Swedish targeted interest deduction limitation rules deemed to breach EU law
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Swedish targeted interest deduction limitation rules deemed to breach EU law

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The Swedish Supreme Administrative Court has ruled that denied deductions for interest expenses for intra-group loans on intra-group share acquisitions breach the freedom of establishment, report Tina Zetterlund, Thomas Andersson, and Sara Andersson of KPMG Sweden

The so-called Swedish targeted interest deduction limitation rules on intra-group loans (the Targeted Rules) are set forth in Chapter 24, sections 18 and 19 of the Swedish Income Tax Act (ITA).

The Swedish Supreme Administrative Court (SAC) has previously, in the legal case HFD 2021 ref. 68, decided that denying interest expenses because the debt almost exclusively has arisen in order for the group to obtain a significant tax benefit (the Exception Rule; Chapter 24, Section 18, paragraph 2, ITA) is in breach of the freedom of establishment in the Treaty on the Functioning of the European Union when it is applied to interest payments to companies in other member states if the companies would have been covered by the provisions on group contributions had both companies been Swedish.

However, on January 22 2024, in a case in which KPMG represented the applicant, the SAC concluded that the second rule, which covers debts relating to intra-group acquisitions of shares (the Acquisition Rule; Chapter 24, Section 19, paragraph 1, ITA), also constitutes a restriction of the freedom of establishment that cannot be justified in a corresponding situation.

As discussed further below, the reasoning in the ruling could potentially be applied more broadly and in other situations.

An important ruling from the SAC

The circumstances of the case are, in short, as follows. Swedish company A (the Company) is a wholly owned subsidiary of E and part of an international group. The group has a need to increase visible equity in legal entity E, which can most easily be achieved through a restructuring that includes a number of intra-group transactions exceeding book value. As part of this restructuring, the Company will acquire all the shares in B from group company C. The acquisition will mainly be financed by A receiving a loan from group company D, which is established in another country within the EU. The terms of the loan, including the interest rate, will be market based.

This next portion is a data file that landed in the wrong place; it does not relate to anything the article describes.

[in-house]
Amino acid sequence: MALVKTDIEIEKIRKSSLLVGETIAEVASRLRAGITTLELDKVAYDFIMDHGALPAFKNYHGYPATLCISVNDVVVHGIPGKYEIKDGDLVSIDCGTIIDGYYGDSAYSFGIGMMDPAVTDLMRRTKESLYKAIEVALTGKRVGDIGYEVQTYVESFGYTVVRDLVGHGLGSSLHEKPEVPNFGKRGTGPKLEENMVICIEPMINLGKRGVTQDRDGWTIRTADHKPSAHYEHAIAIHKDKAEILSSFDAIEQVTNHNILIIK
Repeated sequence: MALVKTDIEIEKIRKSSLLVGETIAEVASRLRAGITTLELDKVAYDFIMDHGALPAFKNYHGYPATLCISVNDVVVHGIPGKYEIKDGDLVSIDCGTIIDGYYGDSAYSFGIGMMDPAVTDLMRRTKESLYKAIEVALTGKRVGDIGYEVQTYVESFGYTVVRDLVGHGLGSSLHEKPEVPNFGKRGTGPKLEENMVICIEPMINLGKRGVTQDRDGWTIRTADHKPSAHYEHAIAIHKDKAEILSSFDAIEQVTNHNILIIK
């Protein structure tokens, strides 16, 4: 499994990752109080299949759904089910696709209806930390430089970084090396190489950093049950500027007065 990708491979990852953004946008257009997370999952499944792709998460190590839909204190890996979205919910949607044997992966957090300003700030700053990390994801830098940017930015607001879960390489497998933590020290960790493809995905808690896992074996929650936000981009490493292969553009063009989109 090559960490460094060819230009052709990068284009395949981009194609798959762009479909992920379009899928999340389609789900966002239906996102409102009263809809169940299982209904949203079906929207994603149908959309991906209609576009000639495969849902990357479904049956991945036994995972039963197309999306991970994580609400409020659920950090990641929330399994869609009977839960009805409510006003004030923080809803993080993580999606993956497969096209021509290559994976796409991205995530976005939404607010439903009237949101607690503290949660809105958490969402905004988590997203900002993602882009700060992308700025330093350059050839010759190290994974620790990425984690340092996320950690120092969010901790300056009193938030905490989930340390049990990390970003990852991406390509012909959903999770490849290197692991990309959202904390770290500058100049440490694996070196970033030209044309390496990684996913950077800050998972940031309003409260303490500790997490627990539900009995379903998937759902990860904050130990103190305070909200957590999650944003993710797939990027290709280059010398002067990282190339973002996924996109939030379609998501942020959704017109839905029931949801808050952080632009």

The Company asked the Swedish Board of Advance Tax Rulings if interest deductions for the loan could be denied because of the Targeted Rules. The board considered that it would be in breach of the freedom of establishment to deny interest deductions. The Swedish Tax Agency appealed the decision regarding the Acquisition Rule to the SAC.

According to the Acquisition Rule, if a debt to a group company relates to an acquisition of shares from another group company, deductions may only be made if the acquisition is significantly commercially justified.

With reference to the legal cases HFD 2022 ref. 49 and HFD 2011 ref. 90 I–V, the SAC considered that A's acquisition of B is not significantly commercially justified because it is prompted by “internal organisational reasons”. The interest expenses are thus covered by the Acquisition Rule.

The SAC has subsequently tested whether it would be in breach of EU law to refuse the interest deductions.

The SAC found that it would be in breach of the freedom of establishment to deny the interest deductions. The court considered that although there is no mention of tax benefits in the provision, according to the preliminary works the provision is not intended to cover interest payments where the group does not obtain a tax benefit. Because of this, the provision was assessed in the same way as the Exception Rule, which has previously been found to be in breach of the freedom of establishment when the companies would have been covered by the provisions on group contributions if both companies were Swedish.

The SAC therefore ruled that deductions for the interest expenses should be allowed.

Commentary on the SAC’s decision

KPMG welcomes this guidance from the SAC regarding the Acquisition Rule, which is highly valuable for many companies, especially considering that there have been very limited chances of meeting the requirements set up by the SAC for an acquisition to be considered significantly commercially justified according to Swedish law.

The ruling is of great importance for companies planning a restructuring; however, there are still questions regarding the regulation where further guidance is needed.

In addition to the clarification regarding the freedom of establishment, the SAC has expressed through the ruling that when applying the Targeted Rules according to Swedish law, they must be interpreted based on the purpose of the regulatory system – regardless of the wording in the provisions. The Targeted Rules have the purpose of minimising tax planning with interest deductions, and for this reason the SAC has stated that in purely domestic situations where the companies are covered by the provisions on group contributions, interest deductions should not be denied.

From this ruling, it could therefore also be argued that even if the companies are not covered by the group contribution provision, but there is no tax benefit for the group, deductions should be allowed, according to Swedish law.

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